On Point: Give Your POC Coordinator What They Need to Succeed


On Point: Give Your POC Coordinator What They Need to Succeed

An increased reliance on point-of-care testing (POC) in recent years has led many healthcare organizations to appoint POC coordinators. That coordinator's role, of course, is to ensure that testing services outside of the core laboratory not only meet the highest standards around quality and efficiency, but also maintain compliance with state and federal regulations, and with the expectations of its various accrediting agencies. It's an important job in a high-stakes environment, and it's one that will only become more important in the future as health systems provide more outpatient care.

With that in mind, we asked Barbara Goldsmith, PhD, FACB, Chair of Medical Laboratory Sciences and Biotechnology at Thomas Jefferson University Hospital and director of the organization's POC program, for her thoughts on the challenges that POC coordinators face and ways their employers might better support them. Here's a look at what she had to say.

Managing the Influx of POC Requests

The biggest issue most POC coordinators struggle with involves the unrelenting stream of new requests for testing services, Goldsmith says. Such requests, in her experience, come in “almost daily" and each one requires a close look at the particular circumstances, and a decision based on technical and financial feasibility. “If you don't have connectivity," for example, “it limits your ability to offer certain tests at certain locations," Goldsmith says. A POC coordinator who lacks the right resources—the technology that's needed or formal backing from the C-suite—can quickly become overwhelmed, she adds.

Article highlights:

  • An increasing number of healthcare organizations are appointing POC coordinators to manage point-of-care testing services.

  • The POC coordinator's role includes ensuring regulatory compliance and maintaining high standards around testing quality and efficiency.

  • Organizations can help POC coordinators achieve their goals by allowing them to screen POC testing requests and to approve only those services that will clearly improve care.


Contributing Lab Leaders

Barbara Goldsmith

Barbara Goldsmith, PhD, FACB

Chair, Medical Laboratory Sciences and Biotechnology
Thomas Jefferson University Hospital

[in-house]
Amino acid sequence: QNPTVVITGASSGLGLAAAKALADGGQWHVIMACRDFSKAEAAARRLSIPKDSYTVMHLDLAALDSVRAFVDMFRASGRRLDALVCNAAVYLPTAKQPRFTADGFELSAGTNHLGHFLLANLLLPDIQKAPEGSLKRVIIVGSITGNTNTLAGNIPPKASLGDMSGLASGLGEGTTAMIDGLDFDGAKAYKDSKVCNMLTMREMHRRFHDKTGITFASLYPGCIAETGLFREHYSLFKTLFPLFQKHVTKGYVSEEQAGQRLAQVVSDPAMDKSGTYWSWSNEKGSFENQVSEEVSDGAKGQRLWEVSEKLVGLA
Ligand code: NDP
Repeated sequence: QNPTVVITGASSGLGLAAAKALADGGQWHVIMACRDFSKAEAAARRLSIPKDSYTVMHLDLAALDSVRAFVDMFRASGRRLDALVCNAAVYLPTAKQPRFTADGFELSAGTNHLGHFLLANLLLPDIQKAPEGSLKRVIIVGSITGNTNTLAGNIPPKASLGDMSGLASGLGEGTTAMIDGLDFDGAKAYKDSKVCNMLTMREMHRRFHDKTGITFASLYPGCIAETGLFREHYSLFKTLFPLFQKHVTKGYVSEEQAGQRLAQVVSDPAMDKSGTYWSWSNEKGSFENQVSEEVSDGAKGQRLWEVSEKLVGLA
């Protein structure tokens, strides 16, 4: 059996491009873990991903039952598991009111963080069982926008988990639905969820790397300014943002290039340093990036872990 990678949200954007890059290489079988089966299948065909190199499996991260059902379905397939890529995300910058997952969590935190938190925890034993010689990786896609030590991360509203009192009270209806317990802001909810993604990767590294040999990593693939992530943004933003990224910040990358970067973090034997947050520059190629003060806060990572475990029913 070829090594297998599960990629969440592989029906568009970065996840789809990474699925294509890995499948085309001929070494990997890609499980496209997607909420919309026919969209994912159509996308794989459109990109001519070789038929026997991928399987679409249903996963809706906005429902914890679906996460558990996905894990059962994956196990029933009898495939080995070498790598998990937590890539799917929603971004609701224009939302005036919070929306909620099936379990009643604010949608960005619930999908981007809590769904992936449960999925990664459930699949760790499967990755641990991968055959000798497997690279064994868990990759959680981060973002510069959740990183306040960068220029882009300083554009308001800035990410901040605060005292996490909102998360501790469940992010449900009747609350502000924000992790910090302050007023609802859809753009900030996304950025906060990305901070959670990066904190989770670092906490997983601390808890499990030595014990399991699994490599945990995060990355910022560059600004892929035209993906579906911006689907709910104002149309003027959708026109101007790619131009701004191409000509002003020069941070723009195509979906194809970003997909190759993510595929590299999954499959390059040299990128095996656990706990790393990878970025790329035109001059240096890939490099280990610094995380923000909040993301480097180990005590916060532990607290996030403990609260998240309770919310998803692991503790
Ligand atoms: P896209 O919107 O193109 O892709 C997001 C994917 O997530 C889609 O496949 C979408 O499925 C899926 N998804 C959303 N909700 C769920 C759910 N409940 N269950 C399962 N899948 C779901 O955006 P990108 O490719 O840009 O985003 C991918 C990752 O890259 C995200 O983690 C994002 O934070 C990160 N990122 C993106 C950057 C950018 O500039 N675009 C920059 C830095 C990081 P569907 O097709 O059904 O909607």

Support Solutions

Thomas Jefferson Hospital recently settled on a two-pronged approach to POC coordination that helps Goldsmith do her work efficiently and effectively. First, she says, they developed a point-of-care “justification form" that must be completed as part of any POC-testing request; and then they created a point-of-care steering committee consisting of representatives from departments across the organization.

When someone comes to their coordinator with a POC-testing request now, that person submits a form and schedules a meeting with the committee, knowing he or she will need to make a case to key stakeholders. “It's, 'We need this and this is why, and this is what it will cost,'" she explains. If it's determined they have the resources to support the new testing service—and that POC testing will improve patient care—chances are the request will be granted. But either way, Goldsmith says, this “vetting process" allows them to make a well-informed decision and prevents POC testing where it may not be warranted.

Achieving Quality and Competency Goals

In the end, Goldsmith says, the POC coordinator must weigh the needs of the institution and its clinicians and patients against the technical, regulatory, and logistical challenges associated with testing itself. “The goal is to maintain quality and maintain good practices and competency [when testing takes place] outside the lab," she says. When a POC coordinator is empowered by her employer to limit POC testing services to the places where they can really make a difference, she can focus her energy—and her time on the job—on surpassing expectations in all of these areas. Yes, Goldsmith admits, an empowered POC coordinator may ultimately cause adoption of POC testing to slow down, but that's better than rushing to add testing services that aren't necessary, and it's better for POC testing overall.


Additional resources

  • Monitoring Point-of-Care Testing Compliance
    By Olga Camacho-Ryan, MBA, MT(ASCP), and Roger L. Bertholf, PhD, DABCC
    Beginning in the 1980s, point-of-care testing (POCT) departed from conventional clinical laboratory medicine by decentralizing laboratory services. Deploying POCT devices created challenges for laboratory management, especially in ensuring the proper use of these devices.

  • Keeping up with POCT regulatory compliance
    By Connie Mardis
    Today, hundreds of tests once considered too complex for point-of-care testing (POCT) are routinely performed outside the laboratory.

  • Considerations for Implementing New POC Testing
    By Tyler Gledhill, BS, Robert L. Schmidt, MD, PhD, MBA, Brenda VanCleve, MT(ASCP), and,Sandra K. White, MS
    Point-of-care testing (POCT) can deliver significant benefits to both patients and providers, and due to this, POCT has experienced rapid growth in recent years.

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